Well with the 15’ WRX the timing chain is very easy to install and install properly if followed step by step in the manual which I’ve done. So the timing is not the issue. I’m headed to pick up my car now and will talk to the tech as well a go over his write up and get back to you guys. Thank you all so much for the help.
I kind of figured the chain was not the issue with compression that good. Thanks for the updates.
Alright so it was a huge mistake on my part. Shouldn’t try to put the engine back in the car and to the transmission late at night an alone. I incorrectly installed the crank signal plate.
Thanks for the explanation. I’m glad the problem was found and fixed. Doesn’t sound all that expensive after all.
I’m curious about that crank signal plate. Where does it go, and how is it possible to install it incorrectly? (Lots of parts only fit in one position.)
I once put a distributor in my brother’s Fiat 128 180 degrees off kilter. Since then I’ve found some engines keep that from happening by design.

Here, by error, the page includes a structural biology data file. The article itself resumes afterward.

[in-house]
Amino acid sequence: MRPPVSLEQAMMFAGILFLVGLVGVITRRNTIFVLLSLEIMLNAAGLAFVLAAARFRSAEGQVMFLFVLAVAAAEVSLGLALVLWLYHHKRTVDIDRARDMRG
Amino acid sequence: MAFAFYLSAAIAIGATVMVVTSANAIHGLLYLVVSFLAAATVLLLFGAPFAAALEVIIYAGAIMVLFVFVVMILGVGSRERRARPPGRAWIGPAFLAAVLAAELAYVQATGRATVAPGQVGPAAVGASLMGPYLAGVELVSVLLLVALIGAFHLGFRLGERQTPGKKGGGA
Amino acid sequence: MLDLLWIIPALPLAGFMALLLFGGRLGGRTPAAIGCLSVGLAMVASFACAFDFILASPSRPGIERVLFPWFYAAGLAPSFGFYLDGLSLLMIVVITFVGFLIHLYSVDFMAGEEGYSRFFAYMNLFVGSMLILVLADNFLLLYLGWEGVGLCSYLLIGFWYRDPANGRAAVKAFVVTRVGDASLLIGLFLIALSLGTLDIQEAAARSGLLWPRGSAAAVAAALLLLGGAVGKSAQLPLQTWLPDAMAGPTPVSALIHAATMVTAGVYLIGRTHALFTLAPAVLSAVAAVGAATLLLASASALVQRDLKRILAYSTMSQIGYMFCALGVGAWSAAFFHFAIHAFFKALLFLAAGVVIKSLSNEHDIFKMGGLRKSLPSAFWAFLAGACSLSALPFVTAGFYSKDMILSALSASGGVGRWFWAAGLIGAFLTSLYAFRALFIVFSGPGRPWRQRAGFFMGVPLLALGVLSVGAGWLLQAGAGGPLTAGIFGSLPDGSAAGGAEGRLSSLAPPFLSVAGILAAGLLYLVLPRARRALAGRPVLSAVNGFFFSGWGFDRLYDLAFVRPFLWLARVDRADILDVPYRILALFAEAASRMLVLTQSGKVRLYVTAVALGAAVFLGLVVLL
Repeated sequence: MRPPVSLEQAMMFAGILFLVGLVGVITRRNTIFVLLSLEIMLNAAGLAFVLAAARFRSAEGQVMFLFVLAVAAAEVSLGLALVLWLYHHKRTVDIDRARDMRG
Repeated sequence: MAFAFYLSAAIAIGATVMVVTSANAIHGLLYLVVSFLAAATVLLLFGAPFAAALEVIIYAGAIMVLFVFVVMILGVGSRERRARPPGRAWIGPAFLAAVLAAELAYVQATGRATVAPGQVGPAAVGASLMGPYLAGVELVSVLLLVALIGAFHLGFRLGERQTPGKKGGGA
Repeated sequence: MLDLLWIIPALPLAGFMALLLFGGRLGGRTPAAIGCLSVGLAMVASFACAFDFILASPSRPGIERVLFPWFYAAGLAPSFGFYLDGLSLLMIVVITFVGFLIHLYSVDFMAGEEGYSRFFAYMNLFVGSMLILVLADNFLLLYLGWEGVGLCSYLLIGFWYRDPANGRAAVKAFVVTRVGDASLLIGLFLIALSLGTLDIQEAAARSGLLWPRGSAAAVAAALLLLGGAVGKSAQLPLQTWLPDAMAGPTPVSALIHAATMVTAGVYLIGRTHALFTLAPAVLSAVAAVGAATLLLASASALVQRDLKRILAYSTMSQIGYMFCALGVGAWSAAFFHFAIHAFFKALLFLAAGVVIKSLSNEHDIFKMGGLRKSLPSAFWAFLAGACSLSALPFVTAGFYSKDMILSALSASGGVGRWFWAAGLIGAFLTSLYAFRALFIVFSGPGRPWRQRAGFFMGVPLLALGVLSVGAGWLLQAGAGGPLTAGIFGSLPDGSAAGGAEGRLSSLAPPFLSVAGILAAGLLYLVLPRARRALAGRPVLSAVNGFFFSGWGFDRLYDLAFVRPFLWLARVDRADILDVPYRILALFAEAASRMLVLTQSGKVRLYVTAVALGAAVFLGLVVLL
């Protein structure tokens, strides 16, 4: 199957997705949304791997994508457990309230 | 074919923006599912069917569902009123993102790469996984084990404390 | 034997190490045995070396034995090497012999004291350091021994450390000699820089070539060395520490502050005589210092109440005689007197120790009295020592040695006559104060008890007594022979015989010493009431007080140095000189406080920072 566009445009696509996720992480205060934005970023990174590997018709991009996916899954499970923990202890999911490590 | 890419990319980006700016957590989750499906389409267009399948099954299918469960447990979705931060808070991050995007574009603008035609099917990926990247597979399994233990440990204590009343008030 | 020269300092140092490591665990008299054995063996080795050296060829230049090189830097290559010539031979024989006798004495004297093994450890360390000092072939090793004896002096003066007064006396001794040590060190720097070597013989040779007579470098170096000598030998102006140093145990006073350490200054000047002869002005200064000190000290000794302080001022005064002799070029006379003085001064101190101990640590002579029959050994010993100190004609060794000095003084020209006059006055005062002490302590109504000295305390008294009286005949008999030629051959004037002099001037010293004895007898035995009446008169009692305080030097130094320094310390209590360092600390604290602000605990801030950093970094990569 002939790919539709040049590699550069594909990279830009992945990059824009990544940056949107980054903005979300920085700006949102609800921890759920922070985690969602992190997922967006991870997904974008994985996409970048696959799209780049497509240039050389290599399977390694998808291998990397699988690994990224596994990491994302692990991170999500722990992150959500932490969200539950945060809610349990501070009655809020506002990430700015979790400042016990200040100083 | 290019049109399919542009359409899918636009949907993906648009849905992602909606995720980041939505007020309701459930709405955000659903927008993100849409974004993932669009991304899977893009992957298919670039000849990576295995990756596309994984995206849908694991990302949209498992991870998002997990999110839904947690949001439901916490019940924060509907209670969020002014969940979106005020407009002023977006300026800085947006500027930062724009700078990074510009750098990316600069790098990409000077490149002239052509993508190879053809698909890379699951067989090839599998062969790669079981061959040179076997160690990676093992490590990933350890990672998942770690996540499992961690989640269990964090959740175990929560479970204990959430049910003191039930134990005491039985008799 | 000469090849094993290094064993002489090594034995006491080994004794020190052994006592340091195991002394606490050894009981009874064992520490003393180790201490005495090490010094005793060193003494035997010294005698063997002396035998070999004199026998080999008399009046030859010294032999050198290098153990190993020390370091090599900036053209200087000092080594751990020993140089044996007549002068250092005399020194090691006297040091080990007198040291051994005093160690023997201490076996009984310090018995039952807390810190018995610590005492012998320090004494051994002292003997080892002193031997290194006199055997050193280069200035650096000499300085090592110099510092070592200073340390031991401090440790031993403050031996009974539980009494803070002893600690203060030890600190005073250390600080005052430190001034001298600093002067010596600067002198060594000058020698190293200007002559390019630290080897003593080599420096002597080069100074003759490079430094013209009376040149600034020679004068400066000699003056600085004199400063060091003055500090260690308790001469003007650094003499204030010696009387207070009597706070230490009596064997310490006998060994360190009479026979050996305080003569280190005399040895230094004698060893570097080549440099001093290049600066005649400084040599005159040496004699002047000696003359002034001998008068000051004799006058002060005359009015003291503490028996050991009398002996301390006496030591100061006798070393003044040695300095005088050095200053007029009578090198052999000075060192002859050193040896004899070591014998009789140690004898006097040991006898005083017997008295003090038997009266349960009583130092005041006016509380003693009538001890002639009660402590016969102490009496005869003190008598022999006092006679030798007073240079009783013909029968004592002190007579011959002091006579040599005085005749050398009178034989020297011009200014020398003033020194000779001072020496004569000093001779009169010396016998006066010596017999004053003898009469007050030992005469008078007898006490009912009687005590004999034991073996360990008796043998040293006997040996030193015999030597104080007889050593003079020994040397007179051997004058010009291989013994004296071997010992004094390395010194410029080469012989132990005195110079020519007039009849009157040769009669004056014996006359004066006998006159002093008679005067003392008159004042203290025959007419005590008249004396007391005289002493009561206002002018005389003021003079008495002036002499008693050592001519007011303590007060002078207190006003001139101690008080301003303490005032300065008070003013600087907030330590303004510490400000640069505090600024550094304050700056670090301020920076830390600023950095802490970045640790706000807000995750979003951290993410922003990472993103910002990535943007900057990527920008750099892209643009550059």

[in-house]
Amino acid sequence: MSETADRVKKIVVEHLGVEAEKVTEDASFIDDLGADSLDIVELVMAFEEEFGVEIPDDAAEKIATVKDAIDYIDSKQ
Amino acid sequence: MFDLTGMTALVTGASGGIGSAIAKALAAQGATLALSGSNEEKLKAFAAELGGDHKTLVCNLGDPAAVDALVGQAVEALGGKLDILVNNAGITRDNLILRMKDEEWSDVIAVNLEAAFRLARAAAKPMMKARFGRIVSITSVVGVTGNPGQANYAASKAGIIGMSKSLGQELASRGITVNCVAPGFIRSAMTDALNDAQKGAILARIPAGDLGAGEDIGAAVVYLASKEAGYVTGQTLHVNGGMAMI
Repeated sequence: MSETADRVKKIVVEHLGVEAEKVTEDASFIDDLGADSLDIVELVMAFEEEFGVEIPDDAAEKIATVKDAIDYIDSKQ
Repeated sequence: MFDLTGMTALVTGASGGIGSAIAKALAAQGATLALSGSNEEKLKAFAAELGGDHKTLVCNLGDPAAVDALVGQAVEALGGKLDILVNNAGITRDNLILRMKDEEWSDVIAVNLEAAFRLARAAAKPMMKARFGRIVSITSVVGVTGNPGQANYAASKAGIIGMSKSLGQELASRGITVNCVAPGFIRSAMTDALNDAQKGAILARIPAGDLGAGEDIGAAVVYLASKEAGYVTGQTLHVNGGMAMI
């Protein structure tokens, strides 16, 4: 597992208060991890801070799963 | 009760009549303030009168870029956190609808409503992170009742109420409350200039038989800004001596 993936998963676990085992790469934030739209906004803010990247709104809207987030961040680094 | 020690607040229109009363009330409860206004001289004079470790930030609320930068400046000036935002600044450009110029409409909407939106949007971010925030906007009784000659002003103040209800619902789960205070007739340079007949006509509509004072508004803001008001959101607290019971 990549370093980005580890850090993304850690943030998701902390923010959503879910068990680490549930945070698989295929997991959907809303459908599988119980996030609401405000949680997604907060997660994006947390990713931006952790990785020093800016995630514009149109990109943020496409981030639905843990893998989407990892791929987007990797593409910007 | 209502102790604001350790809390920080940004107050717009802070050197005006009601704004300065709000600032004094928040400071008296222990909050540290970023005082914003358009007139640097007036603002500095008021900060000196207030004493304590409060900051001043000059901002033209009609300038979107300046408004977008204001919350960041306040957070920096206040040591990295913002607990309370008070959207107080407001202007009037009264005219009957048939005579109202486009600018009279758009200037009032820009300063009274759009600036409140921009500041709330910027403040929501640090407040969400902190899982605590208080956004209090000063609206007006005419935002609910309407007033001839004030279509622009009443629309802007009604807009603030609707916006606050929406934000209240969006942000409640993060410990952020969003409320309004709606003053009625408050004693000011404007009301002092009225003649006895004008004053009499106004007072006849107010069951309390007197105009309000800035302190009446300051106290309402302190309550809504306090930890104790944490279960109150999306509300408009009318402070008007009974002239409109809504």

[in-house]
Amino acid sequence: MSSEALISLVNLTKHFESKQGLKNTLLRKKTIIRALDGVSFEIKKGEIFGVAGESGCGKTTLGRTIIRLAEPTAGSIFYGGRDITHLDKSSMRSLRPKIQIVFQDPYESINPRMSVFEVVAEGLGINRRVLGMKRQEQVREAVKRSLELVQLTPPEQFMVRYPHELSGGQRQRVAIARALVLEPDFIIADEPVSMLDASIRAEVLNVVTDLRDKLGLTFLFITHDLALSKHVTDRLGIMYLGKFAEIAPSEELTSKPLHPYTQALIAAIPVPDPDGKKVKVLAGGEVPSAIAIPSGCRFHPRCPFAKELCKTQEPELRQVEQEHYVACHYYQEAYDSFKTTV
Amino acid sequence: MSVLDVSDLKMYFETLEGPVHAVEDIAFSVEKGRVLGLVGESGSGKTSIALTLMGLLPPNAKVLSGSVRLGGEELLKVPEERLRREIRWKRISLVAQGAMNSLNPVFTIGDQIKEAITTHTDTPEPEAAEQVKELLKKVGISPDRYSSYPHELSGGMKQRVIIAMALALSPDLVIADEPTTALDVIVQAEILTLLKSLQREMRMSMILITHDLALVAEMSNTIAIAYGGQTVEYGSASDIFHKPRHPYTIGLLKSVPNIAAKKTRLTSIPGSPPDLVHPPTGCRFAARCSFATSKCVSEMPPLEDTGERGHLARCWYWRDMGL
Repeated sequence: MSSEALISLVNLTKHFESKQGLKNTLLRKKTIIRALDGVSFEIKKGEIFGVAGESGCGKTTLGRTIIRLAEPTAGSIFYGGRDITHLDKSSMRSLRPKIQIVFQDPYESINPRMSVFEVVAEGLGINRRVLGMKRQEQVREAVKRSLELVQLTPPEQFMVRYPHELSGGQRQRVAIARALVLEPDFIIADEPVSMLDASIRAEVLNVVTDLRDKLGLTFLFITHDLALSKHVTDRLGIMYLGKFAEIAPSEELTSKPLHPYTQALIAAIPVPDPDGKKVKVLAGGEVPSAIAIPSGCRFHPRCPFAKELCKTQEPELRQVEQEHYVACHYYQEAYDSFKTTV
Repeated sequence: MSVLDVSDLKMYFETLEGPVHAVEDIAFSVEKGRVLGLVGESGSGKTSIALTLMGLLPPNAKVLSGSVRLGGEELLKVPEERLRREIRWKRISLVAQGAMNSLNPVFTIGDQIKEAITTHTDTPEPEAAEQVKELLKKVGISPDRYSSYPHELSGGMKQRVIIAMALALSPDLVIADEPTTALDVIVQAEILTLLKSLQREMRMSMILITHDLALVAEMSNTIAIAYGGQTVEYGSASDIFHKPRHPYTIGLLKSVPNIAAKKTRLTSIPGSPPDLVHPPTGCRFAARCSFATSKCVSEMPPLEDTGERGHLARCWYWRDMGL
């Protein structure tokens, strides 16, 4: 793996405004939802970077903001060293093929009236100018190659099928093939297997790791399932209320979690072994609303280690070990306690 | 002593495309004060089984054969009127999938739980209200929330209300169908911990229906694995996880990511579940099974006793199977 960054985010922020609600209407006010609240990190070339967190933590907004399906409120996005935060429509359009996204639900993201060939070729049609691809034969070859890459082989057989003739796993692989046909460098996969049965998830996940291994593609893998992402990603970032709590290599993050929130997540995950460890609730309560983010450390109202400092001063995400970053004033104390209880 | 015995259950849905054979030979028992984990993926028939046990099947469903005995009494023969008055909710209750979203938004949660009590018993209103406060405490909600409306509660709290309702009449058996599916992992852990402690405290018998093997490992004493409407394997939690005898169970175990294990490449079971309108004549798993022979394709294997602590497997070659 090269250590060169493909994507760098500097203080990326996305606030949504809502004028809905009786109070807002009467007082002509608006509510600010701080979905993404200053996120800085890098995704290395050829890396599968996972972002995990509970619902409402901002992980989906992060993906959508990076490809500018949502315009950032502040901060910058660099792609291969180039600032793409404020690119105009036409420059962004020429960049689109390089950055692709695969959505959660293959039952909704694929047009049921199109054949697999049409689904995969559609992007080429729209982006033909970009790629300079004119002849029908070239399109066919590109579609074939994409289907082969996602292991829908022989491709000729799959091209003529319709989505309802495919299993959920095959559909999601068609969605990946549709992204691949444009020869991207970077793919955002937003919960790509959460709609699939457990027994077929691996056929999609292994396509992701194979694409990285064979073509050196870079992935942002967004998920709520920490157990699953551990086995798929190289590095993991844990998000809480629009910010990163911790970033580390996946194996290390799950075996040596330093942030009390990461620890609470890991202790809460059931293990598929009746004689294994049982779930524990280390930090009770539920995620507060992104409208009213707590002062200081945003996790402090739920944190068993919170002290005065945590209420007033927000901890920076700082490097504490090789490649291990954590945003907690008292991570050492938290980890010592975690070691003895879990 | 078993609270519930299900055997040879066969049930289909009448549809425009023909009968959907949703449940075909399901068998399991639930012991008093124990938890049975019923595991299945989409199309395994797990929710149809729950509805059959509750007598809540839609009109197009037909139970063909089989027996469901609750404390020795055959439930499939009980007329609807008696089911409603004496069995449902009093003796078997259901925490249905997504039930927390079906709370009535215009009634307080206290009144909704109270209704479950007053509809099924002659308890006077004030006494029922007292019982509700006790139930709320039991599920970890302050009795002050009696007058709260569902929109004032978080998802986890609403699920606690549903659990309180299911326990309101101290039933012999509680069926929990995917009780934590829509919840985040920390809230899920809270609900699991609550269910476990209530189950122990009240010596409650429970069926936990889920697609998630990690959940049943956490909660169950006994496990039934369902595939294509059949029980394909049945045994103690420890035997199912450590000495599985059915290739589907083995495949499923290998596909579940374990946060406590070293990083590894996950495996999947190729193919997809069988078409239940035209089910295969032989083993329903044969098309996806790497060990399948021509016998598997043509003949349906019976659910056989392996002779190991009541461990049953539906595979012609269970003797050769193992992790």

It’s goes over the clutch pressure plate. There’s a dial pin that I had in place but once I got it into the car it shifted.
So they had to pull the trans to get at the clutch pressure plate? Or could they sneak it in or rotate it somehow without so much disassembly?
The service manual states to remove the transmission to replace the crankshaft position sensor plate, this is the tone wheel for the CKP sensor. The flywheel must be removed from the crankshaft to reposition the sensor plate, 7 hours labor.
His write up said they pulled it because they were going to re time it.
Anyone else think that’s a needlessly hard-to-access place for that part?
A downright stupid place for it.
Any transmission issues are usually handled by pulling the engine…in Subaru land. It’s certainly true on all the ones I’ve worked on. Need a new clutch? Step one…pull engine (surprisingly easy btw)
Its far easier than getting Subaru’s AWD trans out of the vehicle. In fact I dont know anyone who does a Subaru clutch any other way.